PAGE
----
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  HOME | Central America

Guatemalan Former Rebels Trade Rifles for Hoes

SANTA ANA, Guatemala – With the roar of gunfire seared into his brain, former guerrilla Raymundo Galiegos has spent the 20 years since the end of Guatemala’s 1960-1996 civil war trying to make a new life as a member of an agricultural cooperative.

In Nuevo Horizonte, a remote village in Peten province, the 60-something Galiegos and 482 other veterans of the conflict grow crops and raise cattle and fish on a spread of 900 hectares (2,200 acres).

“My father was a peasant and we had no land to work. Since I was little, I understood the inequality that exists in Guatemala, that’s why I took up arms,” he says of his decision to join the guerrillas at the tender age of 12.

Though Nuevo Horizonte is a relative success, the members are unhappy with the failure of successive Guatemalan governments to fully implement the December 1996 agreements that ended a war blamed for some 250,000 deaths.

“We must form a society that presses and obliges the state to fulfill the peace accords,” a former rebel identifying himself only as Geronimo tells EFE as he feeds tilapia in a pond.

“The struggle is to forge a collective consciousness without weapons,” he adds.

“There are things that work and others that don’t. The cattle-raising and the aquaculture are good, but there are other things that have gone badly for us,” Nuevo Horizonte farmer Jesus Martinez acknowledged.

Martinez, 40, said that actions of Guatemala’s business elite and the U.S. government have hampered development in the Central American nation.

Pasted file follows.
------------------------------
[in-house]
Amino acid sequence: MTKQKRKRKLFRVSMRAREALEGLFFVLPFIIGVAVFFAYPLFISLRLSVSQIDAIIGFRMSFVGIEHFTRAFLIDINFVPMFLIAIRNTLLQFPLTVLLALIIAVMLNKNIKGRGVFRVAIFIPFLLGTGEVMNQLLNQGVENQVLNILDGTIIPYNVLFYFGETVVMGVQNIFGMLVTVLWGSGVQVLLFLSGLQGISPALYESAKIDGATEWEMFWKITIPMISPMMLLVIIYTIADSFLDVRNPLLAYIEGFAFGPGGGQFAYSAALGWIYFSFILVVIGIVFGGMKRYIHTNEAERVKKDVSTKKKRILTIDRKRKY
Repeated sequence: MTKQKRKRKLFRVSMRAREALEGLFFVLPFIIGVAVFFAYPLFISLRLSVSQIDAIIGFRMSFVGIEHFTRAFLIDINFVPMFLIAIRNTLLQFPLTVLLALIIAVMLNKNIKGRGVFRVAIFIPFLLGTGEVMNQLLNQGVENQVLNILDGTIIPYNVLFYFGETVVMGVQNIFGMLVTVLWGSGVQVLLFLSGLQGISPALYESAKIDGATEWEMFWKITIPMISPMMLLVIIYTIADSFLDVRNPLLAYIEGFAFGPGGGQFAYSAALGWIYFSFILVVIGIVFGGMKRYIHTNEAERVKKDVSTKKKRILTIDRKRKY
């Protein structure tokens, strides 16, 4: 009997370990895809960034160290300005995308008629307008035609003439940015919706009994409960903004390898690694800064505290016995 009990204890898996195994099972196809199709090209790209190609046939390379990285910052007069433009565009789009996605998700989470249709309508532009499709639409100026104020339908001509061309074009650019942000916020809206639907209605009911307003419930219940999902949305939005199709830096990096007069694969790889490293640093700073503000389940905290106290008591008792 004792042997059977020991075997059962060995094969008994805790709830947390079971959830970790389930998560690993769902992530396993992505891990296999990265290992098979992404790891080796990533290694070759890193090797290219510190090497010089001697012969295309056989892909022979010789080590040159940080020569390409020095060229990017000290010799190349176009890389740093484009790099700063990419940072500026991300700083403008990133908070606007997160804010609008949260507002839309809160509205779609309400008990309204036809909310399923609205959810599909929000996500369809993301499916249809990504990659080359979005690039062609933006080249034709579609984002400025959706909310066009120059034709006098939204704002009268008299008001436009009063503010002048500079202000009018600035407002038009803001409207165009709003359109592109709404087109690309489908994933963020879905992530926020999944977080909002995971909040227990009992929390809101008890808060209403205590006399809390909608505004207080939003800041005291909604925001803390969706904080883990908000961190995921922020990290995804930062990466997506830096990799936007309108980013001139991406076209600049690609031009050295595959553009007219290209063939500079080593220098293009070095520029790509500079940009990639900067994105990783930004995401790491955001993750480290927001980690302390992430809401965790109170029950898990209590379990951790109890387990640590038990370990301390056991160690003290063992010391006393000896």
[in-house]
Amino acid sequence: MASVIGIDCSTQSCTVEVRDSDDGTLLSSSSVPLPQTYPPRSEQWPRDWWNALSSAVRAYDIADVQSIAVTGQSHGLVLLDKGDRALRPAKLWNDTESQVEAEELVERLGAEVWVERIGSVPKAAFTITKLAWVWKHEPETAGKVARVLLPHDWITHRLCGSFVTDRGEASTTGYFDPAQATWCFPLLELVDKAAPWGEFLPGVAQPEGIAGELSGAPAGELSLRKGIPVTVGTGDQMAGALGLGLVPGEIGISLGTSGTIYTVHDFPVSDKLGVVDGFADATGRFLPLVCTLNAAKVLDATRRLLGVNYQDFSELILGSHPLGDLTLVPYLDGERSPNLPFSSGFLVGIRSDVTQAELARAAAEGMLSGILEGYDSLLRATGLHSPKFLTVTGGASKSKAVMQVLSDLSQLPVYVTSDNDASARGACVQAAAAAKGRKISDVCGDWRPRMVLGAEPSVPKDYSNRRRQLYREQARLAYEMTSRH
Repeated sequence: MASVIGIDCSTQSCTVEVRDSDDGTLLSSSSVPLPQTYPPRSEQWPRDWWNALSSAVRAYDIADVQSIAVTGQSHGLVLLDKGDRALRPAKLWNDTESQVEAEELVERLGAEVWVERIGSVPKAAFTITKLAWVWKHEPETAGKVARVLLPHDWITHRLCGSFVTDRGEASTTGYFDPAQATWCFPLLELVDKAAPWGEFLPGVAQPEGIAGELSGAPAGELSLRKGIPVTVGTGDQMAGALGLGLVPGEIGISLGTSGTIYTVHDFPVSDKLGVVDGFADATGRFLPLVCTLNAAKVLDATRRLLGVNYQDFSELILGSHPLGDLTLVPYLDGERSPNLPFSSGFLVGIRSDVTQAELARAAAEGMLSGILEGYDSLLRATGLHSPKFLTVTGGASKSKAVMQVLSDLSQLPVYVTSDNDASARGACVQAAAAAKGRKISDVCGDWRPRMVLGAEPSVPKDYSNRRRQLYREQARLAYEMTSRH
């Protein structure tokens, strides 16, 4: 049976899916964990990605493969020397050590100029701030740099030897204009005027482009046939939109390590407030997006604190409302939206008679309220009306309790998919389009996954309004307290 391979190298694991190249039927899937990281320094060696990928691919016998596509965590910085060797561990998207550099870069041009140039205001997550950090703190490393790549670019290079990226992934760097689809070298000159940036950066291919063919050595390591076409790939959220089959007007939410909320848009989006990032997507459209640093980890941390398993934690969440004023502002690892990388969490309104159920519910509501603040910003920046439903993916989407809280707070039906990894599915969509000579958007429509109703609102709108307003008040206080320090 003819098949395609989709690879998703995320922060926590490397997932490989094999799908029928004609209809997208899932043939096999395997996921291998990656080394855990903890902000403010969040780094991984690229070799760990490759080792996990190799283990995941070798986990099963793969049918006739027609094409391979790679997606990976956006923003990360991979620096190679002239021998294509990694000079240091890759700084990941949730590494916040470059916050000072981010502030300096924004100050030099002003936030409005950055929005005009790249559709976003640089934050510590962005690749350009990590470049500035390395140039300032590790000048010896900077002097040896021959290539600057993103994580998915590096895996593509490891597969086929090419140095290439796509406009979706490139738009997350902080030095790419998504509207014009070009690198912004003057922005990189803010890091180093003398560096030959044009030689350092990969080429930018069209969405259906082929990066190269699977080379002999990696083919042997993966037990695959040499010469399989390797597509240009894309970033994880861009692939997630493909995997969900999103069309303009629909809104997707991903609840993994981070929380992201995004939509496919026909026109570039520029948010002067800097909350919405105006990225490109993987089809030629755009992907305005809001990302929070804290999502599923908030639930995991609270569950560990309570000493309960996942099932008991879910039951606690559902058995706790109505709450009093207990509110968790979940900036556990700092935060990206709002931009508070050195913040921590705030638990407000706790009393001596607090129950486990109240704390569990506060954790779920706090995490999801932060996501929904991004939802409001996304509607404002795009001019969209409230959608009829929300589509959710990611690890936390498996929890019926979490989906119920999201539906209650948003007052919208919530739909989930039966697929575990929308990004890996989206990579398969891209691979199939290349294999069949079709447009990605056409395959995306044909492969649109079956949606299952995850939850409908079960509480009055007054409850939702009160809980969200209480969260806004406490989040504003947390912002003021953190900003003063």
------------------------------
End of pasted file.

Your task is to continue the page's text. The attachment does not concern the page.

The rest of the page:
“The revolutionary movement was a school. It taught us to respect women, who are not just a factory to have children,” Geronimo says. “But the system that dominates us has not changed in Guatemala, though today there are social movements that pressure the government.”

Nuevo Horizonte represents an alternative. The co-op members have their homes on the property and have also established a clinic, a school, a library, grocery stores and other community institutions.

In fact, families in nearby villages send their children to the school in Nuevo Horizonte, which has computers, unlike the provincial public schools.

Yet the members of Nuevo Horizonte remain vulnerable to factors outside their control.

“The price of maize is going lower all the time. My family and I break our backs to sew and harvest the crop and we make almost nothing. This is not what they promised us,” a 50-year-old former rebel says while planting seeds.

The 1996 accords have not been honored, Galiegos says.

“What kind of peace are we talking about? Peace is not just being able to sleep at night. Peace is having the certainty that you will have work every day and that you will be able to provide your children with food and education,” he adds.

That kind of peace “doesn’t exist in Guatemala,” Galiegos says.


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